Provision of disability-related data in national census a step towards inclusivity: Support groups
SINGAPORE: Organisations supporting people with disabilities have welcomed the provision of disability-related statistics in the national population census, saying it is a step in the right direction for inclusivity and better planning of services.
The data was included for the first time in Singapore's census. Released last Friday (Jun 18), it covered residents who have difficulties performing basic activities – including seeing, hearing, remembering, self-care, communicating or moving around.
The census noted that this definition follows guidelines from the Washington Group on disability statistics, and respondents may or may not be medically diagnosed with a disability.
Overall, about 97,600 residents aged five and above were unable to, or had difficulty performing at least one basic activity in 2020. The data was also sorted by age, housing type and employment among other factors.
Ms Ku Geok Boon, the CEO of SG Enable, said the move “underscores Singapore’s commitment towards supporting people with such difficulties, which could include persons with disabilities”.
Most developed countries have already been providing such information in their own census, noted CEO of SPD Abhimanyau Pal, who also welcomed the inclusion of such data.
Dr Marissa Medjeral-Mills, executive director of the Disabled People's Association (DPA), said that such data has been a long time coming.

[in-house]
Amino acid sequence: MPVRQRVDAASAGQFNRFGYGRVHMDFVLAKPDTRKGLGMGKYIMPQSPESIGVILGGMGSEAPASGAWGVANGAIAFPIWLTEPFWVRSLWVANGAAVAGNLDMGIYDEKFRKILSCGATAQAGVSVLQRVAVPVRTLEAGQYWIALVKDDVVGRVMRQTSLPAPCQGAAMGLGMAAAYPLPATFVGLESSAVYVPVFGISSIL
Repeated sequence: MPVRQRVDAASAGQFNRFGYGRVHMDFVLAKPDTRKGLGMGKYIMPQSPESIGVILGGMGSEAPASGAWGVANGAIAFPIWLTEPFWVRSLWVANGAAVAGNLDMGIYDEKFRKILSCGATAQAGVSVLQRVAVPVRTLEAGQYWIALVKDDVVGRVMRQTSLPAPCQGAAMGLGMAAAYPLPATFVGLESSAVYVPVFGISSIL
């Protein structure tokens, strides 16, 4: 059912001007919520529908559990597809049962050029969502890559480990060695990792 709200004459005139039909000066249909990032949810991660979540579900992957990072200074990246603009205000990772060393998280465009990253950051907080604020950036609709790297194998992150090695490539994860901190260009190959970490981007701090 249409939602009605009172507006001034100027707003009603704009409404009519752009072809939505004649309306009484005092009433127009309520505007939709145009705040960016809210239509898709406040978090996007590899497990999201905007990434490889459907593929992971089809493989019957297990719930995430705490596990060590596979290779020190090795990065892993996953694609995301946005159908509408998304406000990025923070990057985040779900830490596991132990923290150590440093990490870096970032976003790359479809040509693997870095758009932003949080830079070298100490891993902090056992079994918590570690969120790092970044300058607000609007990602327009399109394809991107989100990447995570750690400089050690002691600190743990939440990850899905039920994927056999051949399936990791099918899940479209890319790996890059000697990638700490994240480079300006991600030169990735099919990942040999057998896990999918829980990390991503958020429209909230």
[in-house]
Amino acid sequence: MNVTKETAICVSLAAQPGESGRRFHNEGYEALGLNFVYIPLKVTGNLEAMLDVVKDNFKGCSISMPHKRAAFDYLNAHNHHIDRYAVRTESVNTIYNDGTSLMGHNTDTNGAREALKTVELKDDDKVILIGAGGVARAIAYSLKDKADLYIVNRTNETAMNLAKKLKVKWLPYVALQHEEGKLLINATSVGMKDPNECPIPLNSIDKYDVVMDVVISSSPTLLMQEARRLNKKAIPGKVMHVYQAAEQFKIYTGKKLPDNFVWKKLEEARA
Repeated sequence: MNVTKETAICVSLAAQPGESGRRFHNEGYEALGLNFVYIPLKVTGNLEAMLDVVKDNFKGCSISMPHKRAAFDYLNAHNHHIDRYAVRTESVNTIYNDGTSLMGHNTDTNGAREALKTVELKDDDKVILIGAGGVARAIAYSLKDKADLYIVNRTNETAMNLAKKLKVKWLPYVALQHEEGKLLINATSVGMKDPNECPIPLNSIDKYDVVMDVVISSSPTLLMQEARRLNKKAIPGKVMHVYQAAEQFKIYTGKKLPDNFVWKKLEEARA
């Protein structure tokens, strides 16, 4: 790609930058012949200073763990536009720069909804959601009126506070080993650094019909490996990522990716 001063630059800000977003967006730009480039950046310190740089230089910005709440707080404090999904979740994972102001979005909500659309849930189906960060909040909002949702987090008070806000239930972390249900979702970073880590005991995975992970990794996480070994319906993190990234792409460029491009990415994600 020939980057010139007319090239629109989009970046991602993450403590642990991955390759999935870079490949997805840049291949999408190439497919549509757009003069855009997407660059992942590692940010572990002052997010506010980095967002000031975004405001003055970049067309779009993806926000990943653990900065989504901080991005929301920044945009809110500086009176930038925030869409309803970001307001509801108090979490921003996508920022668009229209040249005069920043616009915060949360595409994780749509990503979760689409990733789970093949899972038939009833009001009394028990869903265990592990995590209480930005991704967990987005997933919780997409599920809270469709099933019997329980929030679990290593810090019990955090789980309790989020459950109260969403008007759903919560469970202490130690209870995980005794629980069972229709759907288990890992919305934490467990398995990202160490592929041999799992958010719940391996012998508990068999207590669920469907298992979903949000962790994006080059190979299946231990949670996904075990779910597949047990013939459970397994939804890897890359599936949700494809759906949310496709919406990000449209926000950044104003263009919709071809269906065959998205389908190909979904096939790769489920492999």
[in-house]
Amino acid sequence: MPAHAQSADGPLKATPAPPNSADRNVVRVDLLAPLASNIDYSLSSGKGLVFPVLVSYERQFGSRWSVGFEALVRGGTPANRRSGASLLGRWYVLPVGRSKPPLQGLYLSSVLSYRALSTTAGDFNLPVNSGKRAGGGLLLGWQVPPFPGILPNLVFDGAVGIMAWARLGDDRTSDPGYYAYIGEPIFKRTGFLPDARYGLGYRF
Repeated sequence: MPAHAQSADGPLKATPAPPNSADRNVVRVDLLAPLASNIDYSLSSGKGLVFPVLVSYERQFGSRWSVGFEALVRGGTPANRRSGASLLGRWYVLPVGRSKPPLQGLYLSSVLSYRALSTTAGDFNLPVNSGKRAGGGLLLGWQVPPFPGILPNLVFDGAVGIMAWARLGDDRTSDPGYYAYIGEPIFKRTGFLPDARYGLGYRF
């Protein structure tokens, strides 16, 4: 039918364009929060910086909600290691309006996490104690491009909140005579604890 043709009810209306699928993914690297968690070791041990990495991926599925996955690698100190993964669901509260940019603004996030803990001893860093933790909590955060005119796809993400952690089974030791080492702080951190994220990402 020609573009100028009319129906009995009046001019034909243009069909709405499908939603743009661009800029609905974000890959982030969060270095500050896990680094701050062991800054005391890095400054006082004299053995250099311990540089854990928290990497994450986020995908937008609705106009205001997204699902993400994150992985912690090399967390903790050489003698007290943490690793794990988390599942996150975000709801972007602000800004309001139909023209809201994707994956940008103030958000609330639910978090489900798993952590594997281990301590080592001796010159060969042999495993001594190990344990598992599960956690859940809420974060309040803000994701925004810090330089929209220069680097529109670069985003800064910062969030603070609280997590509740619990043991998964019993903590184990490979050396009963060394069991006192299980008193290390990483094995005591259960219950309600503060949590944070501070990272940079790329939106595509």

“You want to know how big a community is … so that you can start to understand why we need to have more inclusion in our various sectors of society," she told CNA.
For instance, having data on people with difficulties can ensure that there are appropriate elements to support them, wherever they live, learn, work and socialise, she added.
Mr Edmund Wan, the president of the Handicaps Welfare Assocation, shared the sentiment.
“(In the past), in the absence of statistics, we were more or less told that persons with disabilities were a very small number, but what is small? Nobody could tell.
“We realised it was important to have statistics to back us, to (help) us advocate what we wanted, for persons with disabilities to be included,” said Mr Wan.
The Singapore Association for the Deaf's (SADeaf) deputy director Alvan Yap added that the data is important because it is not mandatory for someone to register his or her disability in Singapore, and there is no national disability register.
Due to definitions, the data does not refer specifically to people with disabilities. But the figures can serve as another reference point for the sector in planning services and programmes, said Ms Ku.
For instance, data on labour force participation among these individuals may provide insights for employment assistance.
“SG Enable could work with stakeholders in the employment space to strengthen support for job seekers with particular functional limitations, or intensify outreach and education for employers,” said Ms Ku.